MOTHERS are in uproar after the county's hospital trust referred to mums who use formula milk as "artificially feeding" babies.

The NHS group behind Worcestershire Royal Hospital plans to stop providing free milk powder at the city's maternity clinic from Tuesday, May 1.

Siani Driver, head of Worcestershire Mums Network, thinks the move is designed to boost breastfeeding rates and make savings.

She said: "[The document] is terrible. It's the term 'artificially feed' and how it's quite sanctimoniously worded. A lot of mums find the term 'artificially feed' offensive.

"Artificial feeding sounds as if it's not as good. It's the way it's been put across that it's almost a punishment for not trying to breastfeed.

"I don't think they should be made to feel bottle fed is not as good - or a bad thing.

"It's causing more division between mums. It's disempowering.

"Nobody is arguing with the need to help improve breastfeeding rates, or the fact that we are being asked to provide our own formula - that’s not the issue - the issue is the wording of the poster which could be really upsetting for mums at a very vulnerable and emotional time of their lives.

"I'm a massive advocate of breastfeeding but I really respect anyone who chooses not to - or can't - breastfeed."

Mrs Driver added that there are a number of conditions - such as mastitis or ductal thrush - which might force mothers to bottle feed with formula.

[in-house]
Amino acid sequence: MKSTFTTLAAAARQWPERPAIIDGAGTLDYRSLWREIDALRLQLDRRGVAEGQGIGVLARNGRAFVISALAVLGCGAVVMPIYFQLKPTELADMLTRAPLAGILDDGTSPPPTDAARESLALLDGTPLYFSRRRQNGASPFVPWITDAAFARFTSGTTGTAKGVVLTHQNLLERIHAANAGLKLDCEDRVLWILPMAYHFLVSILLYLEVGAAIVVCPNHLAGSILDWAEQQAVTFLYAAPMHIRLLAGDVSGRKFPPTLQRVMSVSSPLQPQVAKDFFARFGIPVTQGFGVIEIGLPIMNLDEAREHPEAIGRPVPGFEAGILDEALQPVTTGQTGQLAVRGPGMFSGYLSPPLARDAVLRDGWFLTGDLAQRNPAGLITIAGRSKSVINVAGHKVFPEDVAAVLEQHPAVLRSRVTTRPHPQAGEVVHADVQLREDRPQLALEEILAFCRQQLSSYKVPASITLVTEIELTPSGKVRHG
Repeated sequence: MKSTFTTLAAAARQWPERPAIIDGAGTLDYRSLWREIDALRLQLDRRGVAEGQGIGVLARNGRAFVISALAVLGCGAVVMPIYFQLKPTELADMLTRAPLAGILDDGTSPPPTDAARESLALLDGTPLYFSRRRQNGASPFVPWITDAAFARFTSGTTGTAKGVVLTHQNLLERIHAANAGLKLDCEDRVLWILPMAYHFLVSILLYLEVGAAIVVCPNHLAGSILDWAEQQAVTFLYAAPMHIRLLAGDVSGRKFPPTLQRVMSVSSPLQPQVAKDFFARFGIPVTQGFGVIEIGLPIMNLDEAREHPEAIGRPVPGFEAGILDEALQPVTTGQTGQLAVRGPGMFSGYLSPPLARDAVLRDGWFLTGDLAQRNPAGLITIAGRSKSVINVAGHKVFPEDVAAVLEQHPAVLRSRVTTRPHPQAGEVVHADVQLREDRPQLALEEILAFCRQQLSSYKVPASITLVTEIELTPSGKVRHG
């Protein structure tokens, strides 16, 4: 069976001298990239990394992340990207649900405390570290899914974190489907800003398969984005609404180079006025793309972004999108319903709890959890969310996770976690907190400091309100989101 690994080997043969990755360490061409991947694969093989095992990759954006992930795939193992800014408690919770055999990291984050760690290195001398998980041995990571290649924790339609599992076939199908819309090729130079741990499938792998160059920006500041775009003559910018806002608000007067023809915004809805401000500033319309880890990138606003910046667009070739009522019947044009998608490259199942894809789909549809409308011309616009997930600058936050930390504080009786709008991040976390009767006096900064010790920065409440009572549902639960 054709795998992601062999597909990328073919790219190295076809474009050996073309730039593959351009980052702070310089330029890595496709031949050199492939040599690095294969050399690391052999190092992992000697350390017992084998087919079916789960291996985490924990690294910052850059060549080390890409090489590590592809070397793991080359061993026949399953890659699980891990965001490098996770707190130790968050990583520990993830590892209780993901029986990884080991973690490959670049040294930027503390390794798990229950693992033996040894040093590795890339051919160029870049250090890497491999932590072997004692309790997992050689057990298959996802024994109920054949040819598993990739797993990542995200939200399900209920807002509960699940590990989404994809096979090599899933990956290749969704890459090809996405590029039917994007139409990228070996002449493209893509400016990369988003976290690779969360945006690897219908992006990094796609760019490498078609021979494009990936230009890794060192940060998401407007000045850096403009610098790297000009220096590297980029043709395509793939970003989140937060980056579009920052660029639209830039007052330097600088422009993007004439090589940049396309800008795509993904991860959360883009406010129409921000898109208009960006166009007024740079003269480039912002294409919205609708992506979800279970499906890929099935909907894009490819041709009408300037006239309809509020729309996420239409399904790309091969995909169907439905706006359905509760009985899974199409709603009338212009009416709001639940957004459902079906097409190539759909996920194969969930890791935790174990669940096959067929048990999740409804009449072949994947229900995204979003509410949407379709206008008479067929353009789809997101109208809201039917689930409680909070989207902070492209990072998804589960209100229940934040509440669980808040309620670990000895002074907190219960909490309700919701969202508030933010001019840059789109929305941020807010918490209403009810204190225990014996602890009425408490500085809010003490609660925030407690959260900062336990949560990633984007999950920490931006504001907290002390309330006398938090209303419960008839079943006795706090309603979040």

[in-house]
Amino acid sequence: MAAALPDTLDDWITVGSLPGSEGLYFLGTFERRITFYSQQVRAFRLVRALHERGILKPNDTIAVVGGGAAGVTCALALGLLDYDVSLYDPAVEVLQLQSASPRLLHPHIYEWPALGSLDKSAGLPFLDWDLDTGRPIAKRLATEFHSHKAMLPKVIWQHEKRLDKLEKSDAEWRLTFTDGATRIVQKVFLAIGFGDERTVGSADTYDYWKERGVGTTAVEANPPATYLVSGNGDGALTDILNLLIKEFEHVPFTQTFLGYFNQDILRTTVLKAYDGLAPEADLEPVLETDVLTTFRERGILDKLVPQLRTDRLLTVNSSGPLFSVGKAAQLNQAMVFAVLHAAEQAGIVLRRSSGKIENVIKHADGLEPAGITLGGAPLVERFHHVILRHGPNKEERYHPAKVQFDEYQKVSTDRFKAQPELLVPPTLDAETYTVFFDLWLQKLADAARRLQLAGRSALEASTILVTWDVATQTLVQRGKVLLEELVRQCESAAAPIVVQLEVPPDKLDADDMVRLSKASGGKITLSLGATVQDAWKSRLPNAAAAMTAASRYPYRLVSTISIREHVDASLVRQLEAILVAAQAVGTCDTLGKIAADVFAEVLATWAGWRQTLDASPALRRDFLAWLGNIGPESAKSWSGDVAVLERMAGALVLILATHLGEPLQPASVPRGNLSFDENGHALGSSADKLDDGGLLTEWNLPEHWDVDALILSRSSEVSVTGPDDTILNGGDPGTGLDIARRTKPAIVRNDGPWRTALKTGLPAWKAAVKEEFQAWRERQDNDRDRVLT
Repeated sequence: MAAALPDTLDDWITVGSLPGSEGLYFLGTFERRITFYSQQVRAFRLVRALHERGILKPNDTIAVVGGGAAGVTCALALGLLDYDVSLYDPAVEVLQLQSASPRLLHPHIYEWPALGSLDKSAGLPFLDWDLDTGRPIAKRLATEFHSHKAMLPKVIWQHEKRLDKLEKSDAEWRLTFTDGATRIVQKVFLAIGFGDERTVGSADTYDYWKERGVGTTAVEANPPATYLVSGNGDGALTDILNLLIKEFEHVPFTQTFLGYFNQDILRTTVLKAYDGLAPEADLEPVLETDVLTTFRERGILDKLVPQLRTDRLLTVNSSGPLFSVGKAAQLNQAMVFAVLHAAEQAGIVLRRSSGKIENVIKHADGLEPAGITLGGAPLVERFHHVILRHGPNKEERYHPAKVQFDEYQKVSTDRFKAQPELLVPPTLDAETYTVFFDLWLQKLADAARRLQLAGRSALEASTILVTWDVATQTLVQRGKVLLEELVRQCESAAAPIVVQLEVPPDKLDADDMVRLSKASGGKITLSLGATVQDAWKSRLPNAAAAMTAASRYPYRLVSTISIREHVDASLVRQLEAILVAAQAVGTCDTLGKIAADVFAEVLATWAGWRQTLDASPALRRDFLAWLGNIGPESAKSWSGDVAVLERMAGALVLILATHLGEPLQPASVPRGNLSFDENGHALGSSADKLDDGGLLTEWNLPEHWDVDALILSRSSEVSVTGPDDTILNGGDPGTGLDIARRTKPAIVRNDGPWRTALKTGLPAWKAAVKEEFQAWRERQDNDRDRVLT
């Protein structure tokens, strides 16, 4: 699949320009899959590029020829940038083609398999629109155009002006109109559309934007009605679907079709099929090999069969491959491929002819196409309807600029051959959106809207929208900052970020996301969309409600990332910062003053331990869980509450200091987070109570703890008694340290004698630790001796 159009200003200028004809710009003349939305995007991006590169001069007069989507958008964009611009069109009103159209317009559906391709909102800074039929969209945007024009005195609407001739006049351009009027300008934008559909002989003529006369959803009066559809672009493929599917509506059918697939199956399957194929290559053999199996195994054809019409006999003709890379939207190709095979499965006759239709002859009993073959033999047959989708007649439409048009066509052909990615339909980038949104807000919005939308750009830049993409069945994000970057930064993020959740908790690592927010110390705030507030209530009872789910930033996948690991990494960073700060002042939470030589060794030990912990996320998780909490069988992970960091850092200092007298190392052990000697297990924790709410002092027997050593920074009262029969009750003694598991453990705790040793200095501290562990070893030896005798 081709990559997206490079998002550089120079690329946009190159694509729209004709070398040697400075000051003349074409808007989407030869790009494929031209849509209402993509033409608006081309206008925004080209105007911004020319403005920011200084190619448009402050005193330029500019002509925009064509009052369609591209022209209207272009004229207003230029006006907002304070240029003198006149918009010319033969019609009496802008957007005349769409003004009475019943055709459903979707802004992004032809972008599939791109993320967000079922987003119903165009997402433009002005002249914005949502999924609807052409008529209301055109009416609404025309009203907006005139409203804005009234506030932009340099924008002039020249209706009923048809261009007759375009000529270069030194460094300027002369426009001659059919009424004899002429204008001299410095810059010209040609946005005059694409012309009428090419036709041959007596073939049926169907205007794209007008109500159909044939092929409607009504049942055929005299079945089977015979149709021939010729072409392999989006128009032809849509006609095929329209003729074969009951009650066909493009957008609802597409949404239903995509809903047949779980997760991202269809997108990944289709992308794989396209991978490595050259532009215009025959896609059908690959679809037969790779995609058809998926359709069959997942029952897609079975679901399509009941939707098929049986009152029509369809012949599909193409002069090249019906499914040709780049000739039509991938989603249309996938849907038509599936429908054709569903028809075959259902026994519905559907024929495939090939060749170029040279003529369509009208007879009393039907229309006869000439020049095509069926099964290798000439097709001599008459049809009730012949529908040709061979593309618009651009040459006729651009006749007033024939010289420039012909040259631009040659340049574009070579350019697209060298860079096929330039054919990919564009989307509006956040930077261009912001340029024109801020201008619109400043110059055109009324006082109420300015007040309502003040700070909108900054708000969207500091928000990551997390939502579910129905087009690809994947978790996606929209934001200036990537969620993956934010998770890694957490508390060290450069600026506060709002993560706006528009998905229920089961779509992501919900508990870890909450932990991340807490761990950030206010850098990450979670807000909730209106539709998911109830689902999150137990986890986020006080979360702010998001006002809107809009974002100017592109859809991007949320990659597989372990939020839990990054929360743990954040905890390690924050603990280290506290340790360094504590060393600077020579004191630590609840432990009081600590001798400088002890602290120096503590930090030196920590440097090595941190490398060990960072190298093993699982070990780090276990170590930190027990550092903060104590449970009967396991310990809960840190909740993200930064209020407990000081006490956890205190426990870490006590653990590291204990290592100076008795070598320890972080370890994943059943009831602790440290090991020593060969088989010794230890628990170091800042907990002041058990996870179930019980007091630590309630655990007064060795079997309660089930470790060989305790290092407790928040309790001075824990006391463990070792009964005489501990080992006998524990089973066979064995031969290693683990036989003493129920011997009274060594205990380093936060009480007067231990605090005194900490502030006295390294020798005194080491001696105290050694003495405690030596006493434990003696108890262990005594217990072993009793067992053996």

She said: "It can all really hurt, I've had all of that. I know lots of mums struggle.

"I've had mums in tears about the fact that they can't breastfeed."

The document announcing the changes was posted on Worcestershire Antenatal Facebook page on Tuesday and has been shared over 600 times.

It stated that mothers who wish to 'artificially feed' their baby need to bring a formula starter pack to hospital.

Rachel Wright said: "It is the way the document was worded that people have an issue with. Regardless of whether mums breast or bottle feed. No feed is 'artificial' - it still does the same job and no new mum should ever be made to feel guilty."

Lauretta Smith added: "It's the wording that is the problem. Why all of a sudden is it being called artificial when it has always been called formula?

"It makes mums feel bad for using it. I don't think they have a problem taking their own. Some women can't breastfeed and some don't want to It doesn't suit everyone."

But Worcester resident Claire Bulman said on the Worcester News Facebook page: "I totally agree with the change, why shouldn't mum's pay for their own formula?

"It's expensive and a totally unnecessary strain on an already overstretched NHS. They have stated they will provide if it medically required - they will not let a baby starve."

Alison Hodges said: "I am neither for or against breastfeeding or formula feeding. What each parent chooses to do is their choice, but the NHS should not be expected to pay for it.

"You don't expect them to clothe your baby."

A spokesman for Worcestershire Acute Hospitals NHS Trust said: “This decision fully supports our commitment to promoting breastfeeding in line with Unicef Baby Friendly Initiative.

“We recognise that some new mums may not want to breastfeed and that some new babies may need to have their feeds supplemented, which we fully support.

“From May 1 the trust will no longer routinely be providing formula milk to new mothers who have made an informed choice not to breastfeed."